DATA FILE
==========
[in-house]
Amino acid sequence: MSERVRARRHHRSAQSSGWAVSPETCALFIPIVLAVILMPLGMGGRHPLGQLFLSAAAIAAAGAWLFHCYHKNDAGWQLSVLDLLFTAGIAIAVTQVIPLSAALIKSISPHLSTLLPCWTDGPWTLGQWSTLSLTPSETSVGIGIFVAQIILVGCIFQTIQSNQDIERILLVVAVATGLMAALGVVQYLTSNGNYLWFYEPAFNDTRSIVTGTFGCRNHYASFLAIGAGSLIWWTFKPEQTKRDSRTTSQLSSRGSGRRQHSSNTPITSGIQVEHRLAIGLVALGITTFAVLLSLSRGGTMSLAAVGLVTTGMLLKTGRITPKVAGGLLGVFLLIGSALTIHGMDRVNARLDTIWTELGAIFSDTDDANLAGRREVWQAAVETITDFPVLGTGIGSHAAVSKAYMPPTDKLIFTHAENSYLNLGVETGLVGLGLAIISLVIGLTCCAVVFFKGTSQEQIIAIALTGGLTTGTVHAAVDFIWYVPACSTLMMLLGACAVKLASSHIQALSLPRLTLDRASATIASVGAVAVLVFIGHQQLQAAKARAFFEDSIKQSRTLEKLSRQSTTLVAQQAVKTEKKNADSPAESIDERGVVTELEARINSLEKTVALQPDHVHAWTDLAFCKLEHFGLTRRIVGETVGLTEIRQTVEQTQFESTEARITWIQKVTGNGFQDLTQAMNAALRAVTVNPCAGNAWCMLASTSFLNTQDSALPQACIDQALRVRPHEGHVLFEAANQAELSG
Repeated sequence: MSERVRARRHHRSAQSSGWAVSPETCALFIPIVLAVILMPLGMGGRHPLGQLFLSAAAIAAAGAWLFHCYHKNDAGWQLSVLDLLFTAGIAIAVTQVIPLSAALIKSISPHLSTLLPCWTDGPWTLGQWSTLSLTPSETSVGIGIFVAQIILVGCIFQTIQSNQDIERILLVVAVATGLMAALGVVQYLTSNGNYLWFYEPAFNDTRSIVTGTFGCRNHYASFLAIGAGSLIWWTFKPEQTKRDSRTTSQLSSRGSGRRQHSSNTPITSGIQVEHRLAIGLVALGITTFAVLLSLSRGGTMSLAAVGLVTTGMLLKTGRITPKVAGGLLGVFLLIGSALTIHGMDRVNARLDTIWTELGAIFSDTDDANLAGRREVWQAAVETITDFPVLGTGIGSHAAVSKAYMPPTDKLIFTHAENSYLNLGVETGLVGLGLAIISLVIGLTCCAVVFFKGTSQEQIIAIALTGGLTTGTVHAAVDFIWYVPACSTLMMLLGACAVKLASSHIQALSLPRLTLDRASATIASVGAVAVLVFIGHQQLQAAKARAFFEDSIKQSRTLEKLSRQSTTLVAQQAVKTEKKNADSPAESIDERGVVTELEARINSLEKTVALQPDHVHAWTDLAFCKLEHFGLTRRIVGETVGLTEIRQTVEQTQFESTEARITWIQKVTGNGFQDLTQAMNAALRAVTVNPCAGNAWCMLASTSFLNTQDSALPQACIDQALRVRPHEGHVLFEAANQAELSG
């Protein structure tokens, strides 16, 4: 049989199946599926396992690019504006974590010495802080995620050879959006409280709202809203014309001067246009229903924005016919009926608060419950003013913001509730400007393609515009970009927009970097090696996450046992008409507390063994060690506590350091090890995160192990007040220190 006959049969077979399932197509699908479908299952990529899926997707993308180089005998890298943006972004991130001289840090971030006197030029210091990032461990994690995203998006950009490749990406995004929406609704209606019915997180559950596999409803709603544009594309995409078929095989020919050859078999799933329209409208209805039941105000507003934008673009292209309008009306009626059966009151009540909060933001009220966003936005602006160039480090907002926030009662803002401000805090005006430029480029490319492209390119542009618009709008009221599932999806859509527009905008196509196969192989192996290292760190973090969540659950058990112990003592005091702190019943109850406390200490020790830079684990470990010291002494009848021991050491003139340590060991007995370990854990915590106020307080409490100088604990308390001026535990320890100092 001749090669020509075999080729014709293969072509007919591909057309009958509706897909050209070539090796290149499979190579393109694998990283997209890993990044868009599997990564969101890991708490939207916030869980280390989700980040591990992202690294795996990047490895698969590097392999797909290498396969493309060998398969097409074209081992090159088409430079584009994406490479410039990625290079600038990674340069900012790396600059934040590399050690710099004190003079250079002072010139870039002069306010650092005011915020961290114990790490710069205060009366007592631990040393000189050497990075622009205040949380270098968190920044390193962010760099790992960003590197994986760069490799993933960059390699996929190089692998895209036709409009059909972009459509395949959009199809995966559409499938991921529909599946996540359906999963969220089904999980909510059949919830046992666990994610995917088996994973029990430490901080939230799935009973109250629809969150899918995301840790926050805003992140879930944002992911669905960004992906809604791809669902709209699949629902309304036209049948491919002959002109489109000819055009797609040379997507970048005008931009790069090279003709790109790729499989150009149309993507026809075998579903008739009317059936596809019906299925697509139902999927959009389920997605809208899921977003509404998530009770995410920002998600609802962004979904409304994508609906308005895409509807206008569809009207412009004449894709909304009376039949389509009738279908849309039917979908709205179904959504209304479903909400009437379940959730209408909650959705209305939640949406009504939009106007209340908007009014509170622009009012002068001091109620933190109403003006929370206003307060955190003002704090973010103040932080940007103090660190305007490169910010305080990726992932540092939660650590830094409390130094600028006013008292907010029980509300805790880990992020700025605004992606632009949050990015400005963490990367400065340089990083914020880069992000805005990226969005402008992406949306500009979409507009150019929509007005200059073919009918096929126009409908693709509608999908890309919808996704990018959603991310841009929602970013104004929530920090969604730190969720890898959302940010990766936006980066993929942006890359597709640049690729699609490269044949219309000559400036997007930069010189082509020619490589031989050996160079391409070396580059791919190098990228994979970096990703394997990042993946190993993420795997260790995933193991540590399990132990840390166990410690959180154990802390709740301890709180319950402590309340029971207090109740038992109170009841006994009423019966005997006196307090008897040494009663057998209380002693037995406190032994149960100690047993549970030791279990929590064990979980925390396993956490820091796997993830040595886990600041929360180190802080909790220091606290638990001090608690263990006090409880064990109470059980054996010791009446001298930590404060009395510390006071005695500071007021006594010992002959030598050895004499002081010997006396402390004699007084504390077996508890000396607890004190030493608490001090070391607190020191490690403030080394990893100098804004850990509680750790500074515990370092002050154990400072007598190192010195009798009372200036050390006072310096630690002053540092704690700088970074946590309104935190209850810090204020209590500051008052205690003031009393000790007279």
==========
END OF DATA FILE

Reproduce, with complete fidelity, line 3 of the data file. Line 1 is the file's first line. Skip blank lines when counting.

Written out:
Repeated sequence: MSERVRARRHHRSAQSSGWAVSPETCALFIPIVLAVILMPLGMGGRHPLGQLFLSAAAIAAAGAWLFHCYHKNDAGWQLSVLDLLFTAGIAIAVTQVIPLSAALIKSISPHLSTLLPCWTDGPWTLGQWSTLSLTPSETSVGIGIFVAQIILVGCIFQTIQSNQDIERILLVVAVATGLMAALGVVQYLTSNGNYLWFYEPAFNDTRSIVTGTFGCRNHYASFLAIGAGSLIWWTFKPEQTKRDSRTTSQLSSRGSGRRQHSSNTPITSGIQVEHRLAIGLVALGITTFAVLLSLSRGGTMSLAAVGLVTTGMLLKTGRITPKVAGGLLGVFLLIGSALTIHGMDRVNARLDTIWTELGAIFSDTDDANLAGRREVWQAAVETITDFPVLGTGIGSHAAVSKAYMPPTDKLIFTHAENSYLNLGVETGLVGLGLAIISLVIGLTCCAVVFFKGTSQEQIIAIALTGGLTTGTVHAAVDFIWYVPACSTLMMLLGACAVKLASSHIQALSLPRLTLDRASATIASVGAVAVLVFIGHQQLQAAKARAFFEDSIKQSRTLEKLSRQSTTLVAQQAVKTEKKNADSPAESIDERGVVTELEARINSLEKTVALQPDHVHAWTDLAFCKLEHFGLTRRIVGETVGLTEIRQTVEQTQFESTEARITWIQKVTGNGFQDLTQAMNAALRAVTVNPCAGNAWCMLASTSFLNTQDSALPQACIDQALRVRPHEGHVLFEAANQAELSG